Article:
Advice for Future Implementations

Part of the InTeGrate University of Northern Colorado Program Model

Consideration of context:

The University of Northern Colorado is a 4-year public institution that aims to maintain a high level of educational standards, in part, by attracting strong students, and helping them prepare for an evolving job market. In the fields of environmental and related sciences, this has never been more critical. There is long tradition in the Earth Sciences major of preparing students with focused disciplinary coursework and significant field experiences. However, with evolving priorities, and the evolving nature of support for work in environmental and earth sciences, students need to be flexible enough to adapt to new circumstances and changing scenarios. With that realization, there was support for changes in our program at all levels of administration, and among individual faculty.

We cannot emphasize enough the importance of early and often engagement of administration in your efforts! Though your College Dean may well be the most strategically important support person, don't stop there--think up and down your institution's administrative structure to include your Department Chair, Directors of campus Cultural Centers, Dean of Admissions, Director of Media Relations, Director of Sponsored Programs, and the Provost. In our case, significant matching "buy-in" from each of those individuals made the project go. More importantly, the sustenance of project in the context of larger Department and University goals can only be maintained for the long haul if all are pulling on the rope in the same direction!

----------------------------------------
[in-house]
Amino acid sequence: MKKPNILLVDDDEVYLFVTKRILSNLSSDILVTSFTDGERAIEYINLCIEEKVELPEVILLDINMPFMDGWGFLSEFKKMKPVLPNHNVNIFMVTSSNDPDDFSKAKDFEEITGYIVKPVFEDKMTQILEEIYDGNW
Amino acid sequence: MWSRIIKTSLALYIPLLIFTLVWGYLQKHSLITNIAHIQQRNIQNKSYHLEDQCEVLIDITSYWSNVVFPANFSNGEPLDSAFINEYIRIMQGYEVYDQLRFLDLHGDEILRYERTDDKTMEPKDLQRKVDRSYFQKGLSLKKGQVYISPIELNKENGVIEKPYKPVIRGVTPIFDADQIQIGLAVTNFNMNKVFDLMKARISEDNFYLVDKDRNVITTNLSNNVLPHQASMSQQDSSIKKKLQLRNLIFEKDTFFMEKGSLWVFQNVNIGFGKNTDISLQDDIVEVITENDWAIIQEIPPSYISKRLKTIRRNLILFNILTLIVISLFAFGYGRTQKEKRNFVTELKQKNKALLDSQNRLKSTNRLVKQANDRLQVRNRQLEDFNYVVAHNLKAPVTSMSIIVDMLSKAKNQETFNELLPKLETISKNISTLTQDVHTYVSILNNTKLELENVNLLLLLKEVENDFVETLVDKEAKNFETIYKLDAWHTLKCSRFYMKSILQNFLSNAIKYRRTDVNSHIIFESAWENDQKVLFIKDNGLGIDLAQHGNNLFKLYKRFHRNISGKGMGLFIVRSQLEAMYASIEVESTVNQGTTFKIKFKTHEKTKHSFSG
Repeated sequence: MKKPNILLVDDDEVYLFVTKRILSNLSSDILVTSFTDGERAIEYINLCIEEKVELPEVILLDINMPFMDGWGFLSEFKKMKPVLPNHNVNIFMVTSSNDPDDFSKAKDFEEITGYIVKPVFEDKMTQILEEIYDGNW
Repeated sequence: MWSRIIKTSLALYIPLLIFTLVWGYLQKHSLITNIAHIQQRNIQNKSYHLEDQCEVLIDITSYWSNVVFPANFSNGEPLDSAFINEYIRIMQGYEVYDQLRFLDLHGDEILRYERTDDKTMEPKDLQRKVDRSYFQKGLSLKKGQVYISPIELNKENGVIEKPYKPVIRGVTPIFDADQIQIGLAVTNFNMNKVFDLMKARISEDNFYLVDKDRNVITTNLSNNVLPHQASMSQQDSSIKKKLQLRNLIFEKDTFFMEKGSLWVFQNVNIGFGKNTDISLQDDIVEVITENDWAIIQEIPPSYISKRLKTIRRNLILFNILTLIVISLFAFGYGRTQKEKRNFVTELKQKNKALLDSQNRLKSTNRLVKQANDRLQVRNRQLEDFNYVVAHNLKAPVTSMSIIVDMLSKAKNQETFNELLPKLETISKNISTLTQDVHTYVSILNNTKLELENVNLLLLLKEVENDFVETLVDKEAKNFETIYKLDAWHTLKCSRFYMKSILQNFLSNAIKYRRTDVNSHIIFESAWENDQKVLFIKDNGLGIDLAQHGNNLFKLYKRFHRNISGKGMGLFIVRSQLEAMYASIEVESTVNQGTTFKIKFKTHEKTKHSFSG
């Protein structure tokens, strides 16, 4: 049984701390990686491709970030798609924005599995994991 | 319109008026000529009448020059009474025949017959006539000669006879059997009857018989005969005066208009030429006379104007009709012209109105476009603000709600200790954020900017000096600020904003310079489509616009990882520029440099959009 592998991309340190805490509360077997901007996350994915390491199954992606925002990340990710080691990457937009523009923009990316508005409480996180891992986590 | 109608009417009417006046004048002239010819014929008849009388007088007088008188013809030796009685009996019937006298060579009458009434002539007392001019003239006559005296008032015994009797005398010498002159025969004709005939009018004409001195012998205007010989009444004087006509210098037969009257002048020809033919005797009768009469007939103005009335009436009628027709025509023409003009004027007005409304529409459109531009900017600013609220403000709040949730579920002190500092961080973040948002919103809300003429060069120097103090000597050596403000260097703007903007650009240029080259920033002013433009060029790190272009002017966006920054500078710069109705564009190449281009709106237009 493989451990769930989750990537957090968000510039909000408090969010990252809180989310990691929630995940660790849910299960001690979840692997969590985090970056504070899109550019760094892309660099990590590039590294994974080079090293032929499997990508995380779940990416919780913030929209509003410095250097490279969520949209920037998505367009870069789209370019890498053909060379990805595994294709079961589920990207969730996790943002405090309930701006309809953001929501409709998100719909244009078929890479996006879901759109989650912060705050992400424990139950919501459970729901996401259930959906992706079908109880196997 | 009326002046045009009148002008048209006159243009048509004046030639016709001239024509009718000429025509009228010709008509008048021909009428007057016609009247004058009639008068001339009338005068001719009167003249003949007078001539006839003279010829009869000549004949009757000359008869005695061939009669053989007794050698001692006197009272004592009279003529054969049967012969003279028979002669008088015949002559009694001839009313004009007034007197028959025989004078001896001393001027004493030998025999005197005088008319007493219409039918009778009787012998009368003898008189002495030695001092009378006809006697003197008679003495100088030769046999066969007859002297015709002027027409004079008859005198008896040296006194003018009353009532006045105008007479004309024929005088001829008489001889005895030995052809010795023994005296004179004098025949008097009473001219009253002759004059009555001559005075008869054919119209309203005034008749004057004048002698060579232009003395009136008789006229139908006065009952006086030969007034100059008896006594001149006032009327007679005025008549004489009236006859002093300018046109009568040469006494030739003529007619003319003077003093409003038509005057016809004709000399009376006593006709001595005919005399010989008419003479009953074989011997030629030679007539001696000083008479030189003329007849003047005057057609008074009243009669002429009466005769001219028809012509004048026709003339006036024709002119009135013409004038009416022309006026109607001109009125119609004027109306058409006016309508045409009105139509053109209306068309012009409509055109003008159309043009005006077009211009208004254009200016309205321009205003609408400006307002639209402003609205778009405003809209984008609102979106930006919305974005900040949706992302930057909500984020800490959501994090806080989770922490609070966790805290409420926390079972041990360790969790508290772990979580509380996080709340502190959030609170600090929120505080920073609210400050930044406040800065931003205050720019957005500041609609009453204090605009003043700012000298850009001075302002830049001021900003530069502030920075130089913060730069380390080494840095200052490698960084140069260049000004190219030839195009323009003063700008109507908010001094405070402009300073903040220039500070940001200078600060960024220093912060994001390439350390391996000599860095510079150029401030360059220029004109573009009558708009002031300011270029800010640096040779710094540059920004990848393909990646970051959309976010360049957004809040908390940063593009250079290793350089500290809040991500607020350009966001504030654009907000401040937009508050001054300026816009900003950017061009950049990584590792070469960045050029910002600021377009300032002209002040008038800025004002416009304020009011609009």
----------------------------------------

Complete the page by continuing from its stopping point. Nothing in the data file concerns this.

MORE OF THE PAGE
Faculty groups outside your Department should be engaged for similar reasons. Consider how strategic faculty assignments from your Department to University faculty groups might help your causes (e.g. Curriculum Committees, Faculty Senate, Information Technology Committees, Sustainability Councils, Honors Programs, and the like). Working seriously with each of these groups has enriched and mainstreamed our work in our local context.

Things that worked well that we would do again

At the very beginning of the whole process of enacting change, the key element for a successful change in a program is faculty support; spend time in designing efforts such as preparation (in workshops), compensation and recognition for time spent on new projects (recognize efforts in faculty evaluation), and follow-up (opportunities to discuss experiences, share ideas, and think about how to move forward). There is rarely a substitute for investing the necessary time to make sure the Departmental culture is conducive for acceptance of such changes. We would again invest in cultivating a positive and encouraging environment in the Department and the College--rewards in such a climate are there for everyone involved!

Faculty, students and administrators can recognize what is great pedagogy. Learn what that is and how it might fit into your local context. (For ideas, see the page on Incorporating Expert Ways of Thinking). From the vast sea of pedagogical ideas and strategies, research and implement those that have an easy pathway for recognition for your faculty, students, and administration. It is time well spent--and we will do it again and again.